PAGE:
Not that this miscommunication is anyone's fault, mind. It seems to stem (potentially, at least) from either differing definitions of "best friend" or from your friend feeling they are closer to you than they feel you are.

Start by understanding why this bothers you. If it's just about putting words in your mouth, that's certainly something to discuss, and a much easier topic (in my opinion) to address:

Joe, I've noticed you speaking for me on certain occasions, saying things like X or Z. (Add in any other times of speaking for you that you can think of, because that detracts from the best friend thing.) I would like you to please stop doing this, as it makes it sound like I've said things that I haven't, and one day it could upset someone and start a conflict that no one wants.

If this is not why this bothers you, and it truly is the fact that they assert they are your best friend, then consider the steps below.

Disclaimer: The remainder of this answer will not work for everyone. This answer may still result in you losing a friend over this matter. This is a very tricky topic to discuss without hurting feelings. Consider your friend's personality before using this approach. And consider how worth the risk of losing this friend it is to correct this behavior before taking any steps to do so. Of all possible solutions I can think of, most have a high chance of upsetting or hurting the other person.

Sorry for the use of bold, but I find this incredibly important to stress. This topic may well end in disaster no matter how you handle it.

Different Definitions

If this is the case, and you won't know until a conversation is had, then a discussion on your definition versus theirs may be in order. How do you define "best friend"? Is it your oldest friend? The friend you spend the most time with? The friend who has had your back the most often? Your first step should be understanding your own feelings on the matter.

This definition can be as loose or as strict as you like. This may even lead to you reevaluating this whole situation, though it sounds like it will not. It sounds to me like you already have some sort of picture of your definition of "best friend" in your mind.

Once you've sorted out your definition, find a time when you and this friend are alone. You do not want to make this a public discussion. That will only guarantee hurt for your friend, and make you look like a jerk. (I assume you are aware of this, but other readers may not be.)

Start this discussion by talking about them and how they feel about "best friends", such as by asking

Hey, Joe, I've been wondering lately... What does "best friend" mean to you? How do you define who is your best friend?

This opens the door to the possibility that they have the same definition. If they don't, continue by explaining your definition. (Assumptions about your definition are made here, so sub as needed.)

I hadn't ever thought of it that way- To me, a best friend has always been the person who has been there for me the longest and through the worst of things. Unfortunately, by my definition and how I feel about things, it's not right to have more than one best friend.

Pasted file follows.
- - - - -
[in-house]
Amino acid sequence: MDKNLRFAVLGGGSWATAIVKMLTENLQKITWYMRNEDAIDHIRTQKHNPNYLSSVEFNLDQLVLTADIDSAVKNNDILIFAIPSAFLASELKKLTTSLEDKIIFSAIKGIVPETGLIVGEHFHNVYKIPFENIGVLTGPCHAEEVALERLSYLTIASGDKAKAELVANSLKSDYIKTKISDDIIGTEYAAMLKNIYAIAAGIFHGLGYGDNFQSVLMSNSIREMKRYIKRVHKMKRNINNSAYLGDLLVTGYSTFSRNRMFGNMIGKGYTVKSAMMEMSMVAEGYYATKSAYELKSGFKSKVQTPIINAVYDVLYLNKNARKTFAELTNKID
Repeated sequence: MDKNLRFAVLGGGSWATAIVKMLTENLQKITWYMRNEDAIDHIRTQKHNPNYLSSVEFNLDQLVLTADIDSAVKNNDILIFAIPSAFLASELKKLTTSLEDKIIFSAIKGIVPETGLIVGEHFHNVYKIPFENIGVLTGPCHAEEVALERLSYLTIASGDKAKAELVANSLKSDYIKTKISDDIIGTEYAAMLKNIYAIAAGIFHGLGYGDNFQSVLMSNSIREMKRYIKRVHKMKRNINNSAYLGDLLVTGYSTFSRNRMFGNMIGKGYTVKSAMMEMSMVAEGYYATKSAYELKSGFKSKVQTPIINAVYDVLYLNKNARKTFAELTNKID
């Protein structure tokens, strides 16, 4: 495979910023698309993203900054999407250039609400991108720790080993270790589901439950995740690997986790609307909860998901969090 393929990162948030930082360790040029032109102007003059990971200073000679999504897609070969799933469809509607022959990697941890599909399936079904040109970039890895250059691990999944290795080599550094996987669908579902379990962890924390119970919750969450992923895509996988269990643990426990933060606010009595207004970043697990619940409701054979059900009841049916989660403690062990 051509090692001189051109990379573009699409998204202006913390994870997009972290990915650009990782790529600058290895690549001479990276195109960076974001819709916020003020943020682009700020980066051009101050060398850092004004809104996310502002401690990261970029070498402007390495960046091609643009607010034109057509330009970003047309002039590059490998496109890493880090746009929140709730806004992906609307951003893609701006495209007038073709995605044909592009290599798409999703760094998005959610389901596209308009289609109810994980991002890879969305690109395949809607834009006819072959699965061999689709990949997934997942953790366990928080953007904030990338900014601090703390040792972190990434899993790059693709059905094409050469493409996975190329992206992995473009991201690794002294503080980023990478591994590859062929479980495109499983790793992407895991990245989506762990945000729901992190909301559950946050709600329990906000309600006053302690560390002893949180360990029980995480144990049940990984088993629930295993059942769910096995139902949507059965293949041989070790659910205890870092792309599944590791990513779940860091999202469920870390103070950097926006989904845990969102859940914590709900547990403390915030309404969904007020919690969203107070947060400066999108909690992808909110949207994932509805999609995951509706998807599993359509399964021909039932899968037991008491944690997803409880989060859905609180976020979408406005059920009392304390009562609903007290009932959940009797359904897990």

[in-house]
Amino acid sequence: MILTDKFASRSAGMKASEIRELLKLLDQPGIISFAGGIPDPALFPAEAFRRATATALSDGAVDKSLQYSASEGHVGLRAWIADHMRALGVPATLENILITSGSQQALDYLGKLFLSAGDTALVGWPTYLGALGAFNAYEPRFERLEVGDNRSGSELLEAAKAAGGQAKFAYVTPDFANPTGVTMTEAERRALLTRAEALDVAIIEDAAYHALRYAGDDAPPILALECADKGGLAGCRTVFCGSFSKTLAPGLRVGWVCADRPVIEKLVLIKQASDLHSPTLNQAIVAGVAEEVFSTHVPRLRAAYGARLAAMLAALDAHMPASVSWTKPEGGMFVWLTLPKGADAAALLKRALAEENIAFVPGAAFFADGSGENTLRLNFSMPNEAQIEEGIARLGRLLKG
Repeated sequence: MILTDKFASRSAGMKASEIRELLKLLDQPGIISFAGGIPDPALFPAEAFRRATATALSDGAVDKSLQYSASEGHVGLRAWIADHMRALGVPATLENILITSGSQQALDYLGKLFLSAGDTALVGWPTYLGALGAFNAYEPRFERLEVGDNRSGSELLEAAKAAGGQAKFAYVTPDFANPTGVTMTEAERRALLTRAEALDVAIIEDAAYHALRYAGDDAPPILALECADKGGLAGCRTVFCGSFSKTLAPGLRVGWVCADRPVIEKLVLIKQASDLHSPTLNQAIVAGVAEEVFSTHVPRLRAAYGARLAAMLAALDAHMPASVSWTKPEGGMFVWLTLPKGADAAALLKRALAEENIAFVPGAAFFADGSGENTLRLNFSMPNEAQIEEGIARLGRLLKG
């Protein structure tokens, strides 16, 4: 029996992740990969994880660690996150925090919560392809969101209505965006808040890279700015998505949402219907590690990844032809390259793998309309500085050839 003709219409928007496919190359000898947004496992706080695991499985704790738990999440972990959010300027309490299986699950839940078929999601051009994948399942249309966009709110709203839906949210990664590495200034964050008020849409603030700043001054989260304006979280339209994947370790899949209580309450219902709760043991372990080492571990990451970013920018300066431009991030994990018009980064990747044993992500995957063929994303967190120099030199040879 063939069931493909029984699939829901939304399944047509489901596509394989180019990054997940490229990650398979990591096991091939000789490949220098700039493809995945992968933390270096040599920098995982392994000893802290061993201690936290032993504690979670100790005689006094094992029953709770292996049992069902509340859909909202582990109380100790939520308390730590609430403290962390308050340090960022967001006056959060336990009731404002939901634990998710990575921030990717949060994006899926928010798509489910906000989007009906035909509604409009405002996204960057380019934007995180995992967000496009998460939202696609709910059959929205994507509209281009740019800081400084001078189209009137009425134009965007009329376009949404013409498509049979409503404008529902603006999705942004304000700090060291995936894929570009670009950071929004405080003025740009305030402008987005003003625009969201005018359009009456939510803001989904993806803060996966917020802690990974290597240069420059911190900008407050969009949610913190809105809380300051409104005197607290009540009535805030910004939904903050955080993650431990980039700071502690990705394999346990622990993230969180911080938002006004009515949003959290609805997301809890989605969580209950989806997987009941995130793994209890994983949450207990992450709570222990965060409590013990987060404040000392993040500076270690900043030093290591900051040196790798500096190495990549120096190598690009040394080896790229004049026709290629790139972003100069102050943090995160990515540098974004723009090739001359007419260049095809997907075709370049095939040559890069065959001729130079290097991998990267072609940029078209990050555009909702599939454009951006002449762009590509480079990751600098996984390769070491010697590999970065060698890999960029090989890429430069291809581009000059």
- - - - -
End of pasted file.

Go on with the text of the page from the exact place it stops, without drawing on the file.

This starts to pin the blame on yourself. Remember, likely no one is at fault, but you don't want you friend to feel accused of being to blame.

From here, they may understand immediately where things are going. They may not. If they do and wish to stop discussing things, drop it. Do not push them for a conversation they are not emotionally prepared for. If they don't, you may need to explain further, such as

You are a great friend, because X, Y, and Z. But Rob has been my best friend by my definition for years, and you're not quite there yet. I feel uncomfortable when I hear you tell people you're my best friend- You are one of my great friends, and I have (only a few, many, a handful) of those, but you are not my best friend by my definition.

As you feel necessary, add how you think this would make them feel, or apologize for telling them this.

They may take this poorly. Not everyone can handle this conversation. See the disclaimer above one more time. I don't advise this for emotionally clingy people, or for people who take things more personally than they need to on a regular basis. Think carefully before having this conversation. Once more, read the disclaimer again. Seriously. I want anyone considering any of these answers, as great as they may be, to carefully consider how important this issue is to them versus the risk of losing this friend.

Feeling closer than they are

This, likewise, is a tricky topic. Your definition question should still be the start of this discussion, to rule that approach out. If they have the same, or incredibly similar, definition of "best friend" as yours, consider the following.

We're on the same page, then! That's how I feel about best friends, too.

This could be a point to say something along the lines of, "This is why we're such great friends, we think alike so often" or some such, if this is the case. You want to reinforce that you find them a good friend or a great friend, depending.